From the Archive

Post date: Friday, June 16, 2017 - 15:43

Can a man’s pocket be empty when he’s got something in it? Yes, when he’s got a hole in it!

This is one of the riddles printed underneath a series of cartoons on a large sheet of paper with “Richard Amiss Grocer, Draper & General Dealer” and “Reepham” beneath each one.

The paper is broadsheet size and looks like an early form of advertising. One side contains 12 cartoons with an extra riddle underneath. The other side has snippets of songs that come from familiar folk songs, such as The Keel Row, sentimental ditties and humorous music hall songs popular in the mid-19th century, such I won’t be a nun.

Maybe the whole sheet was used for wrapping large items bought in Richard Amiss’s shop?

It would not have been cheap to have sheets like this printed so we assume that Amiss was a fairly prosperous merchant; he is mentioned in various early directories as a Grocer, Draper & Tailor.

In 1841 he was working as a tailor in Norwich Road with two young apprentices. Ten years later he is named as a Master Tailor, Grocer & Draper employing a Journeyman Tailor with two apprentices and by 1861 his shop was in the Market Place.

He had at least four children: two boys, Alfred and Elijah, who died in their youth, and two daughters, Louise and Pamela. Louise married Samuel Sewell Eglington. Pamela, the youngest daughter, married Edward Page, a carpenter and coal merchant. By 1871 the Pages were running the Crown Inn and Pamela continued to run the Crown after Edward’s death in 1911.

Janet Archer

  • The Reepham Archive is open to the public on the first Wednesday and Saturday of the month from 10 am – 12 noon (or by appointment), upstairs in the Bircham Centre, Market Place, Reepham. Email

 

Post date: Tuesday, May 30, 2017 - 23:13

This photograph shows a wonderful example of an early motorbike with a basket-chair sidecar being driven by Frederic Gibbs with his younger cousin Edward Gibbs.

It was probably taken in 1912 or 1913. The first wicker sidecars were patented in 1903 and could be attached to any motorcycle in less than two minutes. The total cost for a Trafalgar motor cycle plus “side carriage” was about £50.

Ann Dickinson (nee Gibbs), who grew up in Reepham, sent the photograph to the Eastern Daily Press in 1993 and it was published as part of the Down Memory Lane series.

Ann was the daughter of Frederic J. Gibbs, who was living with his uncle Edward Gibbs, the ironmonger, in 1911.

The following note written by Ann for the newspaper gives some colourful details of her father’s life.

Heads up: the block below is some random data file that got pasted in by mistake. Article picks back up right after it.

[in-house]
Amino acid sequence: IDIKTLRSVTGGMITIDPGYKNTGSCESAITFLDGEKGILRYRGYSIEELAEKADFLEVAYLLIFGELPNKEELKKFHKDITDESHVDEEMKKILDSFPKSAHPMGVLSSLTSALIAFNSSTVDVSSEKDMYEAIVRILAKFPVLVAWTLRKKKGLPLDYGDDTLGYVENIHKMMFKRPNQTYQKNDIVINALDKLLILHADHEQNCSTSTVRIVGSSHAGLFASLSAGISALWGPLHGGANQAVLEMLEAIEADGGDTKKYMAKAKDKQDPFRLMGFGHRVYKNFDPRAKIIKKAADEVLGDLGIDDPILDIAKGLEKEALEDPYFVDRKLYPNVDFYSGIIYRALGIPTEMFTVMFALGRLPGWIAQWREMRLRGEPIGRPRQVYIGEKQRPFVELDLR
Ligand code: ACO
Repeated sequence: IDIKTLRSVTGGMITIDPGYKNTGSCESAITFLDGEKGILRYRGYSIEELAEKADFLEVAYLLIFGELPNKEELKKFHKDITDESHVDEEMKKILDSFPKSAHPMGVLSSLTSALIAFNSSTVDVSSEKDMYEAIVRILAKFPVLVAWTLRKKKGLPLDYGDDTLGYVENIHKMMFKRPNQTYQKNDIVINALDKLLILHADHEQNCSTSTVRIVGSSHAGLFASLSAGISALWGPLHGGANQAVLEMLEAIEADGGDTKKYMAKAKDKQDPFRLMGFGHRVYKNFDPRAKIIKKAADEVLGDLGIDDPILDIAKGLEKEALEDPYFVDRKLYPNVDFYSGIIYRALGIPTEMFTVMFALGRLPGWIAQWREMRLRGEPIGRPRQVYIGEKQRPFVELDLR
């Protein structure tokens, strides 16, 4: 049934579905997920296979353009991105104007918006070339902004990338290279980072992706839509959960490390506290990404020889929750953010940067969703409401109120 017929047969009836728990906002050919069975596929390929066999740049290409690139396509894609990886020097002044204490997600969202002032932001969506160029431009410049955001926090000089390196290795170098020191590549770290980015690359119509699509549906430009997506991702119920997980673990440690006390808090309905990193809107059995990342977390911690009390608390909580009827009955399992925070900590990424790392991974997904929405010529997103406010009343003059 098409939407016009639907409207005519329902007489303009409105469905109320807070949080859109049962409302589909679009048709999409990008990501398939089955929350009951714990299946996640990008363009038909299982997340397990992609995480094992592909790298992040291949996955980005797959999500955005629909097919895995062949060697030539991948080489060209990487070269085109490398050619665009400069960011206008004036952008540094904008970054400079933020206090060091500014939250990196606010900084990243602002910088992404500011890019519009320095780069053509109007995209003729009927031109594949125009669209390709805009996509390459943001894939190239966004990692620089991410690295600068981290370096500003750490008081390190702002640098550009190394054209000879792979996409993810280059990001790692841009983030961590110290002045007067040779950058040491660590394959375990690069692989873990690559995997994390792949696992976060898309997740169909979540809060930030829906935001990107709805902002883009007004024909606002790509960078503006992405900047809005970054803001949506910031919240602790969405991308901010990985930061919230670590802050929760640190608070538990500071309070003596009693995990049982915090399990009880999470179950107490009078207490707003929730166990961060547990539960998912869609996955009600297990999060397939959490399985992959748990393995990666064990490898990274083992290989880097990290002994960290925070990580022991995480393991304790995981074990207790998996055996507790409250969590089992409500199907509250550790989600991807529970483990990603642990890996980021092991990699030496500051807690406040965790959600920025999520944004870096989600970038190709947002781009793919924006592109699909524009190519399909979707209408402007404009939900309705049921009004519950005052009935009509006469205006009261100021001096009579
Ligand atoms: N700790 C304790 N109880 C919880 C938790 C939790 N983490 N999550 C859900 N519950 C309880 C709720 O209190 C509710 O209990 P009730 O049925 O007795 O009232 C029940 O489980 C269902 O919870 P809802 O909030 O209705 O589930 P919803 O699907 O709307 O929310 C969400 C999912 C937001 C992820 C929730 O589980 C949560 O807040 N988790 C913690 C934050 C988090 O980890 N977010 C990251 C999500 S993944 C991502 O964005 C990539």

“Fred had been invalided out of the East India Extension Telegraph Company, for which he had been cable-laying, and came to Reepham in 1904. The Reepham Gibbs were his only relatives, his father having been murdered at sea by Chinese pirates and his mother having died. After recovering from TB he took up photography, taught himself clock-making, made a car from bits and pieces and made wirelesses.”

Note : Frederic gave his birthplace as “The Straits Settlement, Singapore” in the 1911 census, and in 1898 there is a record of an F J Gibbs, Joiner, age 16, as part of the crew of the cable ship Sherard Osborn, arriving in Sydney from Singapore.

Janet Archer

  • The Reepham Archive is open to the public on the first Wednesday and Saturday of the month from 10 am – 12 noon (or by appointment), upstairs in the Bircham Centre, Market Place, Reepham. Email: reephamarchive@gmail.com

 

Post date: Monday, May 22, 2017 - 18:59

Before the days of refrigeration all kinds of foods were preserved by many different methods. For example, hard-boiled eggs could be pickled in vinegar and fresh eggs could last for up to six months if immersed in a “water-glass” solution (sometimes confused with isinglass, which is made from fish swim bladders).

The water glass (sodium silicate in solution) blocks and seals the pores of the egg, which prevents bacteria from entering and moisture from leaving, so the eggs would last through the winter when the hens were not laying so many.

The following is an edited extract from Reepham Petty Sessions, January 1926 (usually held at the King’s Arms).

Mary Lovick was summoned on the information of Arthur Charles Spinks of Scarning (an egg collector for Messrs Sainsbury), for selling eggs not of the quality demanded by the purchaser.

Spinks had bought some hen and duck eggs from Mrs Moy, remarking that some looked like water glass eggs. Mrs Moy replied that they came from Mrs Lovick and should be all right.

(Spinks had been an egg collector, mainly for Sainsbury, for three years, sometimes taking as many as 5,000 from Reepham Market. If any were not new-laid he would have to bear the loss.)

Percival John Hilton, grocer of Reepham, said Spinks brought a box of eggs to his shop on November 25. On December 9 an inspector to Messrs Sainsbury applied the candle test to 22 duck eggs and 18 hen eggs and found that 13 of the hen eggs were preserved. The box was sealed and the eggs taken away to the County Analyst.

When informed of Spinks’ complaint Mrs Lovick said: “I know I sent about nine preserved eggs to make up two score. I didn’t think there was anything wrong in that.”

Mary Lovick was fined £5 and £3 18s costs.

Janet Archer

Hiltons’ Stores in Reepham Market Place (now the police station)

  • The Reepham Archive is open to the public on the first Wednesday and Saturday of the month from 10 am – 12 noon (or by appointment), upstairs in the Bircham Centre, Market Place, Reepham. Email